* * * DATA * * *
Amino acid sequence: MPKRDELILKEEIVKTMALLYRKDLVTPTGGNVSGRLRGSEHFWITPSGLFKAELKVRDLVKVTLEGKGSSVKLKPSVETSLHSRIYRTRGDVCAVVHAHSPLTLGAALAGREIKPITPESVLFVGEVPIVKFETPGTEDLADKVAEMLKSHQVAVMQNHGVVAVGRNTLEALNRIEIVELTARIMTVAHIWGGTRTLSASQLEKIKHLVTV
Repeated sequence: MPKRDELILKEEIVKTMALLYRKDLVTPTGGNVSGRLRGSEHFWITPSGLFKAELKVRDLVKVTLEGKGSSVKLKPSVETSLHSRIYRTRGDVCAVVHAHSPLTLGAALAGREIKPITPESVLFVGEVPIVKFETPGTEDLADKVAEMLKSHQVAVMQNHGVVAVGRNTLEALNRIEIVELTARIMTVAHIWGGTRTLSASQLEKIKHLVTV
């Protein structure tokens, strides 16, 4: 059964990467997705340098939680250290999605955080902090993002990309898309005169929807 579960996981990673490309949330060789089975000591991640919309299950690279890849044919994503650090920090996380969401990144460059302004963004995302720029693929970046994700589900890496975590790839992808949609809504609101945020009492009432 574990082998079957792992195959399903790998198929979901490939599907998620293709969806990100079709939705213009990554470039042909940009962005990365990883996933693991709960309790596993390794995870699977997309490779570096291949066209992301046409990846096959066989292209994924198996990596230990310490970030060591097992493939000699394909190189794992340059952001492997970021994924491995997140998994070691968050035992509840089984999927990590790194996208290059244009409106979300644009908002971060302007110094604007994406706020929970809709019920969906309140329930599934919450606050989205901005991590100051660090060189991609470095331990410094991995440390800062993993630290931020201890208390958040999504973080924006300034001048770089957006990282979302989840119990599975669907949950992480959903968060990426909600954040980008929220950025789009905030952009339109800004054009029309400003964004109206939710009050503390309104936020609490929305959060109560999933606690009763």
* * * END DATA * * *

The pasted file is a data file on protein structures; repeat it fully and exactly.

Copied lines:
Amino acid sequence: MPKRDELILKEEIVKTMALLYRKDLVTPTGGNVSGRLRGSEHFWITPSGLFKAELKVRDLVKVTLEGKGSSVKLKPSVETSLHSRIYRTRGDVCAVVHAHSPLTLGAALAGREIKPITPESVLFVGEVPIVKFETPGTEDLADKVAEMLKSHQVAVMQNHGVVAVGRNTLEALNRIEIVELTARIMTVAHIWGGTRTLSASQLEKIKHLVTV
Repeated sequence: MPKRDELILKEEIVKTMALLYRKDLVTPTGGNVSGRLRGSEHFWITPSGLFKAELKVRDLVKVTLEGKGSSVKLKPSVETSLHSRIYRTRGDVCAVVHAHSPLTLGAALAGREIKPITPESVLFVGEVPIVKFETPGTEDLADKVAEMLKSHQVAVMQNHGVVAVGRNTLEALNRIEIVELTARIMTVAHIWGGTRTLSASQLEKIKHLVTV
């Protein structure tokens, strides 16, 4: 059964990467997705340098939680250290999605955080902090993002990309898309005169929807 579960996981990673490309949330060789089975000591991640919309299950690279890849044919994503650090920090996380969401990144460059302004963004995302720029693929970046994700589900890496975590790839992808949609809504609101945020009492009432 574990082998079957792992195959399903790998198929979901490939599907998620293709969806990100079709939705213009990554470039042909940009962005990365990883996933693991709960309790596993390794995870699977997309490779570096291949066209992301046409990846096959066989292209994924198996990596230990310490970030060591097992493939000699394909190189794992340059952001492997970021994924491995997140998994070691968050035992509840089984999927990590790194996208290059244009409106979300644009908002971060302007110094604007994406706020929970809709019920969906309140329930599934919450606050989205901005991590100051660090060189991609470095331990410094991995440390800062993993630290931020201890208390958040999504973080924006300034001048770089957006990282979302989840119990599975669907949950992480959903968060990426909600954040980008929220950025789009905030952009339109800004054009029309400003964004109206939710009050503390309104936020609490929305959060109560999933606690009763």